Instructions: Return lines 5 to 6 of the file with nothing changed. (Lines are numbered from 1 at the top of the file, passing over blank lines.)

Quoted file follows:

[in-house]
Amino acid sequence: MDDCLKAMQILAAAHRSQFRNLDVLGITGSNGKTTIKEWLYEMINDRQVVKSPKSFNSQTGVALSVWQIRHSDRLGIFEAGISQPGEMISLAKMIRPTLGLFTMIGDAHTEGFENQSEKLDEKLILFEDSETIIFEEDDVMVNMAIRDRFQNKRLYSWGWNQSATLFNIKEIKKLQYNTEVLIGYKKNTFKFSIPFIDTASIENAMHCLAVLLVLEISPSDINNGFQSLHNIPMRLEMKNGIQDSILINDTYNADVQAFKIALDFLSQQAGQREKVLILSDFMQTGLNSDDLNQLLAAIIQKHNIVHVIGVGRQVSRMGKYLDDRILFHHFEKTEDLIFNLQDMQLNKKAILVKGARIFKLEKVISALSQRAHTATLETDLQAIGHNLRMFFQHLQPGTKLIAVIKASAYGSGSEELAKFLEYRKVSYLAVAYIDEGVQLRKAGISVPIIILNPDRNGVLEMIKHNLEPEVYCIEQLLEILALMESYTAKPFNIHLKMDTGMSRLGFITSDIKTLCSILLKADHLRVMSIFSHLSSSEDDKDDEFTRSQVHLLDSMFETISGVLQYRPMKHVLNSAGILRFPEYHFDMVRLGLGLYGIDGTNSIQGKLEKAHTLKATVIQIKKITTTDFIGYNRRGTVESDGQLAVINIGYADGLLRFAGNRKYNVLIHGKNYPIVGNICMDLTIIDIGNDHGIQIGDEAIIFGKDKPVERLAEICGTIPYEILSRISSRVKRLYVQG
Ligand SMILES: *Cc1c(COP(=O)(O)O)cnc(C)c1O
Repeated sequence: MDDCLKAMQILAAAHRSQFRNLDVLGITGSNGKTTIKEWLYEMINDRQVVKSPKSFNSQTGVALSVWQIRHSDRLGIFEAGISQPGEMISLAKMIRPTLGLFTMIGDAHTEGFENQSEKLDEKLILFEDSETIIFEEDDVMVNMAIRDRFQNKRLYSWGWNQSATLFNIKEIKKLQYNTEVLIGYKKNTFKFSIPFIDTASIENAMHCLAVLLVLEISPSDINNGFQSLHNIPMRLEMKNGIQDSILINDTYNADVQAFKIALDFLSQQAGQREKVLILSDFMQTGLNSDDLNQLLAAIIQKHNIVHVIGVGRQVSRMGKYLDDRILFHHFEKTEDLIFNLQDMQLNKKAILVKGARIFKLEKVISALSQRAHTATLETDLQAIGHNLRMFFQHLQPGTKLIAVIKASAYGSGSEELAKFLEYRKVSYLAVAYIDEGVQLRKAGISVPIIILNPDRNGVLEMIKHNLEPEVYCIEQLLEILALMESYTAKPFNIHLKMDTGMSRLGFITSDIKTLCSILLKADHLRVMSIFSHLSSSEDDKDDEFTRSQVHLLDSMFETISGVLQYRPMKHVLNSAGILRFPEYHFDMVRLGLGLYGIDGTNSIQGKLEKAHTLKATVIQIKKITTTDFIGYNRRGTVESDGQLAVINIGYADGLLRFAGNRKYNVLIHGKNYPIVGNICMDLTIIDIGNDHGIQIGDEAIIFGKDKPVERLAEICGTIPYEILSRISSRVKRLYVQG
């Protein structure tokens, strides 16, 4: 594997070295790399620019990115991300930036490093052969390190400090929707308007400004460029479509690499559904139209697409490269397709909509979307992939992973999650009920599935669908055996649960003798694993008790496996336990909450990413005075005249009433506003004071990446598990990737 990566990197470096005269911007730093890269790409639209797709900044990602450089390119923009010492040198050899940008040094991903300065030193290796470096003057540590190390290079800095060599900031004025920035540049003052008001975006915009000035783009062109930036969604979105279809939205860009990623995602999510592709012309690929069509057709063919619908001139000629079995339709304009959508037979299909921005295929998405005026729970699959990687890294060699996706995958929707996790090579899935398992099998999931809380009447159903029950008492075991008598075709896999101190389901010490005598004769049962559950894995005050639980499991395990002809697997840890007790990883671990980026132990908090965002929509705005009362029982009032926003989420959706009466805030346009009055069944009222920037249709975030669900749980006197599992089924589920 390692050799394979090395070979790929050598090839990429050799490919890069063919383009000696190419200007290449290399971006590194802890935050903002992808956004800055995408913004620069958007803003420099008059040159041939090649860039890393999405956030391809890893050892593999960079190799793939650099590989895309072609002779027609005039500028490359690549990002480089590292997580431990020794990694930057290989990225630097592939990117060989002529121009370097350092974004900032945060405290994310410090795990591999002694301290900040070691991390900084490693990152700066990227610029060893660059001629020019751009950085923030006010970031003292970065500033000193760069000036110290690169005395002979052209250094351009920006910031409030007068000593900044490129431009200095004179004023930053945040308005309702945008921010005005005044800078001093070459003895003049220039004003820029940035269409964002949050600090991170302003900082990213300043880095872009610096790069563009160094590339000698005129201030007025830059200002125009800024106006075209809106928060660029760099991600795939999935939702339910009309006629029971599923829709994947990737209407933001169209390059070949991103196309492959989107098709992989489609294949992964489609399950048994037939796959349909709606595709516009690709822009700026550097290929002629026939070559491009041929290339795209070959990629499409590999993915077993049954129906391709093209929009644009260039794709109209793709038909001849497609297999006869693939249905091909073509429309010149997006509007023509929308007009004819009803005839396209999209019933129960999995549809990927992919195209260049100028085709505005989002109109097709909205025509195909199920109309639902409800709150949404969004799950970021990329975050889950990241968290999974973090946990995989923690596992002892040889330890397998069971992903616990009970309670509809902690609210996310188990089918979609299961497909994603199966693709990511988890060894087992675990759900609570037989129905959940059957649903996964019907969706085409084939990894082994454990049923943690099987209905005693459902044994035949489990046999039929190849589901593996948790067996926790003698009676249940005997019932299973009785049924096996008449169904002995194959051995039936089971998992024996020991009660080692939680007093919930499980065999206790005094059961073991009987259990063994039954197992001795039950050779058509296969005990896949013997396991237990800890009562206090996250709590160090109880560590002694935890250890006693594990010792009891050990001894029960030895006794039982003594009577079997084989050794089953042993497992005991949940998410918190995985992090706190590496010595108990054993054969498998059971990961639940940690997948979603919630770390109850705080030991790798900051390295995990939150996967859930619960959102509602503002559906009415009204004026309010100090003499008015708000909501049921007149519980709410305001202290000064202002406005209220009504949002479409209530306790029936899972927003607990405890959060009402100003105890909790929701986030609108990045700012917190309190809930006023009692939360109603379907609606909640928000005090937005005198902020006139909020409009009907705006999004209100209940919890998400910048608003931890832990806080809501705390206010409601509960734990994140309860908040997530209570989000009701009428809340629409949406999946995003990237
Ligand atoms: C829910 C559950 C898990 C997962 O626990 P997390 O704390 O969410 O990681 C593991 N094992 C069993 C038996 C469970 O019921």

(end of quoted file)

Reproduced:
């Protein structure tokens, strides 16, 4: 594997070295790399620019990115991300930036490093052969390190400090929707308007400004460029479509690499559904139209697409490269397709909509979307992939992973999650009920599935669908055996649960003798694993008790496996336990909450990413005075005249009433506003004071990446598990990737 990566990197470096005269911007730093890269790409639209797709900044990602450089390119923009010492040198050899940008040094991903300065030193290796470096003057540590190390290079800095060599900031004025920035540049003052008001975006915009000035783009062109930036969604979105279809939205860009990623995602999510592709012309690929069509057709063919619908001139000629079995339709304009959508037979299909921005295929998405005026729970699959990687890294060699996706995958929707996790090579899935398992099998999931809380009447159903029950008492075991008598075709896999101190389901010490005598004769049962559950894995005050639980499991395990002809697997840890007790990883671990980026132990908090965002929509705005009362029982009032926003989420959706009466805030346009009055069944009222920037249709975030669900749980006197599992089924589920 390692050799394979090395070979790929050598090839990429050799490919890069063919383009000696190419200007290449290399971006590194802890935050903002992808956004800055995408913004620069958007803003420099008059040159041939090649860039890393999405956030391809890893050892593999960079190799793939650099590989895309072609002779027609005039500028490359690549990002480089590292997580431990020794990694930057290989990225630097592939990117060989002529121009370097350092974004900032945060405290994310410090795990591999002694301290900040070691991390900084490693990152700066990227610029060893660059001629020019751009950085923030006010970031003292970065500033000193760069000036110290690169005395002979052209250094351009920006910031409030007068000593900044490129431009200095004179004023930053945040308005309702945008921010005005005044800078001093070459003895003049220039004003820029940035269409964002949050600090991170302003900082990213300043880095872009610096790069563009160094590339000698005129201030007025830059200002125009800024106006075209809106928060660029760099991600795939999935939702339910009309006629029971599923829709994947990737209407933001169209390059070949991103196309492959989107098709992989489609294949992964489609399950048994037939796959349909709606595709516009690709822009700026550097290929002629026939070559491009041929290339795209070959990629499409590999993915077993049954129906391709093209929009644009260039794709109209793709038909001849497609297999006869693939249905091909073509429309010149997006509007023509929308007009004819009803005839396209999209019933129960999995549809990927992919195209260049100028085709505005989002109109097709909205025509195909199920109309639902409800709150949404969004799950970021990329975050889950990241968290999974973090946990995989923690596992002892040889330890397998069971992903616990009970309670509809902690609210996310188990089918979609299961497909994603199966693709990511988890060894087992675990759900609570037989129905959940059957649903996964019907969706085409084939990894082994454990049923943690099987209905005693459902044994035949489990046999039929190849589901593996948790067996926790003698009676249940005997019932299973009785049924096996008449169904002995194959051995039936089971998992024996020991009660080692939680007093919930499980065999206790005094059961073991009987259990063994039954197992001795039950050779058509296969005990896949013997396991237990800890009562206090996250709590160090109880560590002694935890250890006693594990010792009891050990001894029960030895006794039982003594009577079997084989050794089953042993497992005991949940998410918190995985992090706190590496010595108990054993054969498998059971990961639940940690997948979603919630770390109850705080030991790798900051390295995990939150996967859930619960959102509602503002559906009415009204004026309010100090003499008015708000909501049921007149519980709410305001202290000064202002406005209220009504949002479409209530306790029936899972927003607990405890959060009402100003105890909790929701986030609108990045700012917190309190809930006023009692939360109603379907609606909640928000005090937005005198902020006139909020409009009907705006999004209100209940919890998400910048608003931890832990806080809501705390206010409601509960734990994140309860908040997530209570989000009701009428809340629409949406999946995003990237
Ligand atoms: C829910 C559950 C898990 C997962 O626990 P997390 O704390 O969410 O990681 C593991 N094992 C069993 C038996 C469970 O019921």